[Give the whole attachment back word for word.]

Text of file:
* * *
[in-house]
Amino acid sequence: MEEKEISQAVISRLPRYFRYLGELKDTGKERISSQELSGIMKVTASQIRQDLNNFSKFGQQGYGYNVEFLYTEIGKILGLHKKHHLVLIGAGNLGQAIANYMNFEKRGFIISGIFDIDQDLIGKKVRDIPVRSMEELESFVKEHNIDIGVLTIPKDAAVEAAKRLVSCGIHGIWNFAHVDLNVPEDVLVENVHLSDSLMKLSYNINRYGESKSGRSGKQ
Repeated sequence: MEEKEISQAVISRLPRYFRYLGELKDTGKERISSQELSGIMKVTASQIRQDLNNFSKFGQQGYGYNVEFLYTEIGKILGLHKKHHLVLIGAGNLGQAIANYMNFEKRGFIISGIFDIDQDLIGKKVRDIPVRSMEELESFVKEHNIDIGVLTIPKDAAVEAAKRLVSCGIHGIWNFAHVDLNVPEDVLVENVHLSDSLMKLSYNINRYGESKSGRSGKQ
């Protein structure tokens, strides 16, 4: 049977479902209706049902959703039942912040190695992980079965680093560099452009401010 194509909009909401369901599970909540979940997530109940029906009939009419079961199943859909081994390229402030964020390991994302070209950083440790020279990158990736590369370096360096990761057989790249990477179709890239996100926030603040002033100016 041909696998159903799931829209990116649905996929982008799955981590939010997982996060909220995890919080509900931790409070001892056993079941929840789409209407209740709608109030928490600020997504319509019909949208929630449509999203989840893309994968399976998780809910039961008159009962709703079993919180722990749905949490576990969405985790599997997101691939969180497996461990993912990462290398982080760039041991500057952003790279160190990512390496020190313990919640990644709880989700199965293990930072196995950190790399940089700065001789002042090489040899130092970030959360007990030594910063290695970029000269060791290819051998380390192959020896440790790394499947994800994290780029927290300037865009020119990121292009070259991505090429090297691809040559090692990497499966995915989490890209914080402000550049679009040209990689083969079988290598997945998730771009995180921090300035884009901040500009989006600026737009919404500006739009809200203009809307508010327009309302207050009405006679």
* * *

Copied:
[in-house]
Amino acid sequence: MEEKEISQAVISRLPRYFRYLGELKDTGKERISSQELSGIMKVTASQIRQDLNNFSKFGQQGYGYNVEFLYTEIGKILGLHKKHHLVLIGAGNLGQAIANYMNFEKRGFIISGIFDIDQDLIGKKVRDIPVRSMEELESFVKEHNIDIGVLTIPKDAAVEAAKRLVSCGIHGIWNFAHVDLNVPEDVLVENVHLSDSLMKLSYNINRYGESKSGRSGKQ
Repeated sequence: MEEKEISQAVISRLPRYFRYLGELKDTGKERISSQELSGIMKVTASQIRQDLNNFSKFGQQGYGYNVEFLYTEIGKILGLHKKHHLVLIGAGNLGQAIANYMNFEKRGFIISGIFDIDQDLIGKKVRDIPVRSMEELESFVKEHNIDIGVLTIPKDAAVEAAKRLVSCGIHGIWNFAHVDLNVPEDVLVENVHLSDSLMKLSYNINRYGESKSGRSGKQ
């Protein structure tokens, strides 16, 4: 049977479902209706049902959703039942912040190695992980079965680093560099452009401010 194509909009909401369901599970909540979940997530109940029906009939009419079961199943859909081994390229402030964020390991994302070209950083440790020279990158990736590369370096360096990761057989790249990477179709890239996100926030603040002033100016 041909696998159903799931829209990116649905996929982008799955981590939010997982996060909220995890919080509900931790409070001892056993079941929840789409209407209740709608109030928490600020997504319509019909949208929630449509999203989840893309994968399976998780809910039961008159009962709703079993919180722990749905949490576990969405985790599997997101691939969180497996461990993912990462290398982080760039041991500057952003790279160190990512390496020190313990919640990644709880989700199965293990930072196995950190790399940089700065001789002042090489040899130092970030959360007990030594910063290695970029000269060791290819051998380390192959020896440790790394499947994800994290780029927290300037865009020119990121292009070259991505090429090297691809040559090692990497499966995915989490890209914080402000550049679009040209990689083969079988290598997945998730771009995180921090300035884009901040500009989006600026737009919404500006739009809200203009809307508010327009309302207050009405006679």